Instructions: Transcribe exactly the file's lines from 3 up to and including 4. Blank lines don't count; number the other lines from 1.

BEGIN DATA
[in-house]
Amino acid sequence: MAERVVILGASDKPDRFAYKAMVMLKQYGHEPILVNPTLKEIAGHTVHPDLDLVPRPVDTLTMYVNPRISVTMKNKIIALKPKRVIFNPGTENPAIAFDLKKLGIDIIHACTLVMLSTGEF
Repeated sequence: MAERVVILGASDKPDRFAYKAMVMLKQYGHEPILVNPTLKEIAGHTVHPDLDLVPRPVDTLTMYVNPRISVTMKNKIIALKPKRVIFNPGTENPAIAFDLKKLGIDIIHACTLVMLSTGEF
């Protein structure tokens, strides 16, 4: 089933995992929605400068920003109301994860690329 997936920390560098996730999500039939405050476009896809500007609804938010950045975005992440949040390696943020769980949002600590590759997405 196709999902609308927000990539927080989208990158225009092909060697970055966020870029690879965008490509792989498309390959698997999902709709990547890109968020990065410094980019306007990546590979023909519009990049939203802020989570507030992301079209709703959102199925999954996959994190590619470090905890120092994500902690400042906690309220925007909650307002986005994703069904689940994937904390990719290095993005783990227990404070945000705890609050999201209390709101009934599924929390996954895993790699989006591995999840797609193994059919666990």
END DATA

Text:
Repeated sequence: MAERVVILGASDKPDRFAYKAMVMLKQYGHEPILVNPTLKEIAGHTVHPDLDLVPRPVDTLTMYVNPRISVTMKNKIIALKPKRVIFNPGTENPAIAFDLKKLGIDIIHACTLVMLSTGEF
């Protein structure tokens, strides 16, 4: 089933995992929605400068920003109301994860690329 997936920390560098996730999500039939405050476009896809500007609804938010950045975005992440949040390696943020769980949002600590590759997405 196709999902609308927000990539927080989208990158225009092909060697970055966020870029690879965008490509792989498309390959698997999902709709990547890109968020990065410094980019306007990546590979023909519009990049939203802020989570507030992301079209709703959102199925999954996959994190590619470090905890120092994500902690400042906690309220925007909650307002986005994703069904689940994937904390990719290095993005783990227990404070945000705890609050999201209390709101009934599924929390996954895993790699989006591995999840797609193994059919666990």